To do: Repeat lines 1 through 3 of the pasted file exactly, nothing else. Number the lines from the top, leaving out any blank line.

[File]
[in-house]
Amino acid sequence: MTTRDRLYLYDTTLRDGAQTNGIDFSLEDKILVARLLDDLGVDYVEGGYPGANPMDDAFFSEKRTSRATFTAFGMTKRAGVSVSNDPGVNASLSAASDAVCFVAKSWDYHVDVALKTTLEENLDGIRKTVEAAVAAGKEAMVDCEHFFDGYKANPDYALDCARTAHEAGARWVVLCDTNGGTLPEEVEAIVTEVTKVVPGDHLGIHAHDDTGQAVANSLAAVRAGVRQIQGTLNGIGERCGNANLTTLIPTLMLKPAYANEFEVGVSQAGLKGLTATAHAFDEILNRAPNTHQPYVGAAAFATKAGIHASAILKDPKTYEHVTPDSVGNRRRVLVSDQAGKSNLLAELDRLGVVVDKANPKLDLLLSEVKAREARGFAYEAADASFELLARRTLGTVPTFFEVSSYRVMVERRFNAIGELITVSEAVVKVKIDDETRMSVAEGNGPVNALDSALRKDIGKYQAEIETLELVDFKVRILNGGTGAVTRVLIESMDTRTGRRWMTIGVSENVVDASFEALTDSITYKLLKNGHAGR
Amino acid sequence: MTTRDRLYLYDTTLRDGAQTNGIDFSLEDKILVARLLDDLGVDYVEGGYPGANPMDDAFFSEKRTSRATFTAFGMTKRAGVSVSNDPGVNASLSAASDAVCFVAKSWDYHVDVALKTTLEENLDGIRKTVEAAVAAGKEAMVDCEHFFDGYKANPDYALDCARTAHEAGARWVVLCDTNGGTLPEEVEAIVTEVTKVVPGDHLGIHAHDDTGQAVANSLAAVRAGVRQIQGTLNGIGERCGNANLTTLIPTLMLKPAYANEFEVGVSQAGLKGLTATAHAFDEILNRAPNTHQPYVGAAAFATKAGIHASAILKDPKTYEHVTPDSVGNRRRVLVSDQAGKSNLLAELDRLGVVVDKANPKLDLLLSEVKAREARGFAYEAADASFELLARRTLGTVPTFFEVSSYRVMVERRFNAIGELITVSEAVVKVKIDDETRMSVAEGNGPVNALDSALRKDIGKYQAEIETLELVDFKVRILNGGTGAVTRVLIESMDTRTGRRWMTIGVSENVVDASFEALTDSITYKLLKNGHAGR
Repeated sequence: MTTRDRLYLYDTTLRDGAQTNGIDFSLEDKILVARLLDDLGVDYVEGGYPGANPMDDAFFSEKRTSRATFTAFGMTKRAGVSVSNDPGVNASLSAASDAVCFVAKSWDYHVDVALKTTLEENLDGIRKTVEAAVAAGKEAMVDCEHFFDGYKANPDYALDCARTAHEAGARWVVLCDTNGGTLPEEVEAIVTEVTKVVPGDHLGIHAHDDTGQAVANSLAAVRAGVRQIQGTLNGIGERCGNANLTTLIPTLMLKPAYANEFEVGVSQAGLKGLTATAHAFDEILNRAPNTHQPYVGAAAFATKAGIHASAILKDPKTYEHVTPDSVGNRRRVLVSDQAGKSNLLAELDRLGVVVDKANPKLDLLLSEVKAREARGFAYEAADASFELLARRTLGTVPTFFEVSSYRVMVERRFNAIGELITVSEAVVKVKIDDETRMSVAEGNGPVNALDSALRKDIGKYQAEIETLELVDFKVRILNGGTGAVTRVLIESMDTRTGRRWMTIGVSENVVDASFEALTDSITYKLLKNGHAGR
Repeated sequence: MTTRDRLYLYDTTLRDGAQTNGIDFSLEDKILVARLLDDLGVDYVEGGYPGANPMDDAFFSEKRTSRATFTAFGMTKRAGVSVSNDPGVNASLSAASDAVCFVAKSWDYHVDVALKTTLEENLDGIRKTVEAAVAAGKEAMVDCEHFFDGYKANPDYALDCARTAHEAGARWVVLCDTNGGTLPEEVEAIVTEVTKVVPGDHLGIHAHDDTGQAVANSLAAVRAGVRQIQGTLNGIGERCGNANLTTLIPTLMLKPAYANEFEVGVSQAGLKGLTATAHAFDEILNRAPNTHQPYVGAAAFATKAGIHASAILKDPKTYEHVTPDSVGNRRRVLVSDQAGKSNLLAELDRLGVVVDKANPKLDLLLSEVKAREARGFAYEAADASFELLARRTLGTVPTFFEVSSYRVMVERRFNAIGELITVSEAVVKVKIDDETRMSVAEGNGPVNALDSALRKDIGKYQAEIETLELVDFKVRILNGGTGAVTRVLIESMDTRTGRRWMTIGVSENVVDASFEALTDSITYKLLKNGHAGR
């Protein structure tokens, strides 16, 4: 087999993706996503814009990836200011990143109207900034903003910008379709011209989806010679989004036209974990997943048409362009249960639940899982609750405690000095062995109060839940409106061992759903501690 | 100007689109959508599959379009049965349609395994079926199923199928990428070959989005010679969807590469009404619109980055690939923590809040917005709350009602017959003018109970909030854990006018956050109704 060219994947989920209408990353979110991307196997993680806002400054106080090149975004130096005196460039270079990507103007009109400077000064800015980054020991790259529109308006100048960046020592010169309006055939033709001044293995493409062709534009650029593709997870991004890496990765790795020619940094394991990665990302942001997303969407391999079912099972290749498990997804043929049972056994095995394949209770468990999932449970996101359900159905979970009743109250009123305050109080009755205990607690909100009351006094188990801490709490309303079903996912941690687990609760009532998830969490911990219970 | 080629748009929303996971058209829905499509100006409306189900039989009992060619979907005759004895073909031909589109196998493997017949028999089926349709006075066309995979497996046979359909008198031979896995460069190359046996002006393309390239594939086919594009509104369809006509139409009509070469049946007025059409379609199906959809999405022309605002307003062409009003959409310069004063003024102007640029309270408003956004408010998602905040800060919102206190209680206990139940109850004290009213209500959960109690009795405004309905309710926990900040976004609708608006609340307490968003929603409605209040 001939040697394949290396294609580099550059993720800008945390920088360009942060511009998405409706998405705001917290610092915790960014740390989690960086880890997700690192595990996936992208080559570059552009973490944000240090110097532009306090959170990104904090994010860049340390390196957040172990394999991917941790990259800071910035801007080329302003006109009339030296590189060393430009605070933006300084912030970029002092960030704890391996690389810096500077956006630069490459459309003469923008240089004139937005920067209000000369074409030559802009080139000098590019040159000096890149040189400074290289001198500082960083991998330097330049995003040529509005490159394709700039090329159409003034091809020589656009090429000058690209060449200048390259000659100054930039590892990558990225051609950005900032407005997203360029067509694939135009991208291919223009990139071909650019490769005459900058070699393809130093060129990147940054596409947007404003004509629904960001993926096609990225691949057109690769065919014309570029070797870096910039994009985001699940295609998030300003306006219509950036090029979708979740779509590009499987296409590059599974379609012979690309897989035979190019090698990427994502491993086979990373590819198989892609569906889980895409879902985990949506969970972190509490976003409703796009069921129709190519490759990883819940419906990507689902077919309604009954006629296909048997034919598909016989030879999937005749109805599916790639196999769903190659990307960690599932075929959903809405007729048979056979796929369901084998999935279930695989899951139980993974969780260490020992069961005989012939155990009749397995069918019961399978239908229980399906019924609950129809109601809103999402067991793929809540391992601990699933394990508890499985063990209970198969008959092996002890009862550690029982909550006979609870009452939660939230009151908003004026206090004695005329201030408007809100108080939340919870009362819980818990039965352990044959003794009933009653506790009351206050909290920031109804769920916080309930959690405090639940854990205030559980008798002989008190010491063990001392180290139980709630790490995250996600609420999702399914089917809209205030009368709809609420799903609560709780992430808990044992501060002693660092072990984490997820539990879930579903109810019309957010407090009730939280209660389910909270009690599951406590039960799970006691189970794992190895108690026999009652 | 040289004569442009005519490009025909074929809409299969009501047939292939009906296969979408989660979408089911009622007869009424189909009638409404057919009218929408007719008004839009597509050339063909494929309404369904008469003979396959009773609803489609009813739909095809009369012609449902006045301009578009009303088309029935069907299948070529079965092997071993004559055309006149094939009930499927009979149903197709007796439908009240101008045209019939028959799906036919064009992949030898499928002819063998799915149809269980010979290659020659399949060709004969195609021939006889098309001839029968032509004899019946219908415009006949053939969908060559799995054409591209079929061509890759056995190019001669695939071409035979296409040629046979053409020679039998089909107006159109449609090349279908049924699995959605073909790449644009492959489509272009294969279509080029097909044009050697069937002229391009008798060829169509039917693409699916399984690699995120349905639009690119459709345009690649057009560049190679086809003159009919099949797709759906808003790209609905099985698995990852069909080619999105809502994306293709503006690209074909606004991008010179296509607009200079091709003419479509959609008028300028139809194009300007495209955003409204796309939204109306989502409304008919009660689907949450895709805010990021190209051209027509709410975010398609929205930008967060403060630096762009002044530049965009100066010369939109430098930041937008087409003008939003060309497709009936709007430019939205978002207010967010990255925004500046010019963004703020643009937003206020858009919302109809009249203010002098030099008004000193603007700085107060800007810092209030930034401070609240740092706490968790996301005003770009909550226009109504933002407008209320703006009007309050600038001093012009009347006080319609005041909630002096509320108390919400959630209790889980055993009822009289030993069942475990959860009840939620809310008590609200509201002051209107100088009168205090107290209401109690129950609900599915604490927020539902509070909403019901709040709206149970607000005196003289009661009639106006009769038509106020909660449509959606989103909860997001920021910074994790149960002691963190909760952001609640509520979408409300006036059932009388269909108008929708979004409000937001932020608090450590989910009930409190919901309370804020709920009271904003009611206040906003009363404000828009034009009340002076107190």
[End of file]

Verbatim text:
[in-house]
Amino acid sequence: MTTRDRLYLYDTTLRDGAQTNGIDFSLEDKILVARLLDDLGVDYVEGGYPGANPMDDAFFSEKRTSRATFTAFGMTKRAGVSVSNDPGVNASLSAASDAVCFVAKSWDYHVDVALKTTLEENLDGIRKTVEAAVAAGKEAMVDCEHFFDGYKANPDYALDCARTAHEAGARWVVLCDTNGGTLPEEVEAIVTEVTKVVPGDHLGIHAHDDTGQAVANSLAAVRAGVRQIQGTLNGIGERCGNANLTTLIPTLMLKPAYANEFEVGVSQAGLKGLTATAHAFDEILNRAPNTHQPYVGAAAFATKAGIHASAILKDPKTYEHVTPDSVGNRRRVLVSDQAGKSNLLAELDRLGVVVDKANPKLDLLLSEVKAREARGFAYEAADASFELLARRTLGTVPTFFEVSSYRVMVERRFNAIGELITVSEAVVKVKIDDETRMSVAEGNGPVNALDSALRKDIGKYQAEIETLELVDFKVRILNGGTGAVTRVLIESMDTRTGRRWMTIGVSENVVDASFEALTDSITYKLLKNGHAGR
Amino acid sequence: MTTRDRLYLYDTTLRDGAQTNGIDFSLEDKILVARLLDDLGVDYVEGGYPGANPMDDAFFSEKRTSRATFTAFGMTKRAGVSVSNDPGVNASLSAASDAVCFVAKSWDYHVDVALKTTLEENLDGIRKTVEAAVAAGKEAMVDCEHFFDGYKANPDYALDCARTAHEAGARWVVLCDTNGGTLPEEVEAIVTEVTKVVPGDHLGIHAHDDTGQAVANSLAAVRAGVRQIQGTLNGIGERCGNANLTTLIPTLMLKPAYANEFEVGVSQAGLKGLTATAHAFDEILNRAPNTHQPYVGAAAFATKAGIHASAILKDPKTYEHVTPDSVGNRRRVLVSDQAGKSNLLAELDRLGVVVDKANPKLDLLLSEVKAREARGFAYEAADASFELLARRTLGTVPTFFEVSSYRVMVERRFNAIGELITVSEAVVKVKIDDETRMSVAEGNGPVNALDSALRKDIGKYQAEIETLELVDFKVRILNGGTGAVTRVLIESMDTRTGRRWMTIGVSENVVDASFEALTDSITYKLLKNGHAGR